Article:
The Only Valuable Success is What Matters to You
You get to define achievement for yourself
One day, I discovered I was dead in every sense of the word but for the inconvenient fact I was still breathing. Back then, being alive had been a burden for some years, one I spent most of my waking hours seeking to eradicate. In terms of execution, I went as far as tipping all the pharmaceuticals I had amassed courtesy of my script jockey bully of a GP into soiled cat litter. No matter how much I wanted to exit life, I knew I’d never have it in me to methodically sift through two days worth of fossilized turds and pee patties.
This was my first brush with tangible achievement in many, many years: I outsmarted a brain that wanted me dead; I saved my own life by taking away the one weapon that had been taunting me daily. Doing so cleared up considerable space in my bathroom cabinet and made me wonder what I might fill it with, what might feel like love on my neglected body. This was a novel thought; self-care is often anathema to depressives and I hadn’t seen a hairdresser for a year and a half by that point. While I had always maintained excellent personal hygiene, mine was a minimalistic, no frills approach; I was clean but I looked like death.
Since shops don’t sell hugs, I got a tube of body lotion instead. To funnel what little money I had at my disposal into such a luxury felt like a bold declaration of love to life. I decided to find out what might happen if I stopped dying for a while and tried to extricate myself from major depressive disorder stasis.
Was it even something I could do?
The magnitude of this task was as crushing as it was exhilarating. Crushing because lack of funds had always precluded access to much-needed therapy. As my illness had turned into an ongoing source of resentment at home and I had by then been left to hold my own hand for years, help would not be forthcoming. Unless I provided it myself.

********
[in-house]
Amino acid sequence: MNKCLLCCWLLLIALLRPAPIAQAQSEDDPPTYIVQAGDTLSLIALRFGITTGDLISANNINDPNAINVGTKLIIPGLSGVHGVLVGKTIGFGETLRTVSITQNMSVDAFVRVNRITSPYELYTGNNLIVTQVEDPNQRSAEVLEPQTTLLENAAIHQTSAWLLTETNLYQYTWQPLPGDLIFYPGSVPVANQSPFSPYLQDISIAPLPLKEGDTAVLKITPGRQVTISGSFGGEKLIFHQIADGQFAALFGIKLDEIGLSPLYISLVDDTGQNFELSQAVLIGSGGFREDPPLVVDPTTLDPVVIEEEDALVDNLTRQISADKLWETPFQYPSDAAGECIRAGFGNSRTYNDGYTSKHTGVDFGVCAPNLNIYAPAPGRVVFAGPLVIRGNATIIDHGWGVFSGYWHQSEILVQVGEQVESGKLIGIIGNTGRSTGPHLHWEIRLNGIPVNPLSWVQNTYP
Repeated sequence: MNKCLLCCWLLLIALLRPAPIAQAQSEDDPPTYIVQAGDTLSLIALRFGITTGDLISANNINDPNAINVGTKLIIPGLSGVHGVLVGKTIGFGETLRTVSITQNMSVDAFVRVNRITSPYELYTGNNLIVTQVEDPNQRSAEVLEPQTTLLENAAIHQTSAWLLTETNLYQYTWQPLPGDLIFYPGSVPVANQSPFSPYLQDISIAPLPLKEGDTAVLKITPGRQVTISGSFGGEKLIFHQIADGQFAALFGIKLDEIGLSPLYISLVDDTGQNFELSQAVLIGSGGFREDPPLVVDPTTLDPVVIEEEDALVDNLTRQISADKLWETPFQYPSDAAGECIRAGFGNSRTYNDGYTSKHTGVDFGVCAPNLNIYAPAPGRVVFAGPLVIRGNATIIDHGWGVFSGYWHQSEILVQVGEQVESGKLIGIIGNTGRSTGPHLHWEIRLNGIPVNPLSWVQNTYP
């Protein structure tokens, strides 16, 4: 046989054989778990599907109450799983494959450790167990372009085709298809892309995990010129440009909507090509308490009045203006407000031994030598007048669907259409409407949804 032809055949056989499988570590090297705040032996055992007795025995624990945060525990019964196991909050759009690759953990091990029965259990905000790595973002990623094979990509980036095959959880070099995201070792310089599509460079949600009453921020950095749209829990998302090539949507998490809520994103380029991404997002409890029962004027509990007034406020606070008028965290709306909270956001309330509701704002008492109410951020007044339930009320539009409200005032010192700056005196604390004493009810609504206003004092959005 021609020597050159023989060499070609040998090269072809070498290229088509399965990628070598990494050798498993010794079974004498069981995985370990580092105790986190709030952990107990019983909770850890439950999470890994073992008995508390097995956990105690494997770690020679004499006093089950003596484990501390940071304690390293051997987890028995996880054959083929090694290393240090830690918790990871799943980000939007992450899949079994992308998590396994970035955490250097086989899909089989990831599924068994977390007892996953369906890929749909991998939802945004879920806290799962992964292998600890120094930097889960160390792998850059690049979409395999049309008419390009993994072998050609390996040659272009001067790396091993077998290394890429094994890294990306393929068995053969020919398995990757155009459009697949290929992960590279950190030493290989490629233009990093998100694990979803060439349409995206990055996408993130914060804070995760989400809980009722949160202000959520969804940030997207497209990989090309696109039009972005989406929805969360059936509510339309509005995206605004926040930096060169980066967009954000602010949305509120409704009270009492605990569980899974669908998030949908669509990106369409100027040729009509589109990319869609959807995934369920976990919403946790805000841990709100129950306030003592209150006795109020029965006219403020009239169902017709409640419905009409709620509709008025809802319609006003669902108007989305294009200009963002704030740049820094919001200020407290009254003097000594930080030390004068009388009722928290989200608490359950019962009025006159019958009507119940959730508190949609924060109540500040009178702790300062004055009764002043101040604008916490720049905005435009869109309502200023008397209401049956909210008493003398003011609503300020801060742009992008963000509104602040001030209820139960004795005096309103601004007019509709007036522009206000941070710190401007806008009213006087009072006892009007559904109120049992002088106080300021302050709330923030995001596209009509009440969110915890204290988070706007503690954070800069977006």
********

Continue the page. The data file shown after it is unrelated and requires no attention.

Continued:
Then again, depression had stolen my writing voice and left me bereft for five years, unable to rely on it to help me process life or indeed earn a living. When you can’t think, you can’t write but suddenly I was thinking again, being curious, and asking questions. Convinced there had to be a way to claw back some agency from the clutches of illness, I became obsessed with finding out how.
This is when exhilaration showed up. The ability to think again meant I should be able to salvage some editorial skills from the wreckage of depression if I put my mind to it. The only way to find out whether I could was to try. So I set out to relearn my job, one sentence at a time. I trusted vocation was still intact and would carry me but I was quite unprepared for how arduous the process would turn out to be.
When your voice has been suppressed, smothered, silenced for five years, it sounds alien when you get to use it again. Most of the words that tumbled out of my head and onto the page in those early stages were unprintable. First, I had to wrestle them out of my mind one by one and it wasn’t uncommon for a single sentence to take hours to complete.
I was so out of practice that trying to articulate a thought, any thought, was sheer torture. And on the rare occasions I succeeded, I realized there was always much left unsaid; I couldn’t help holding back.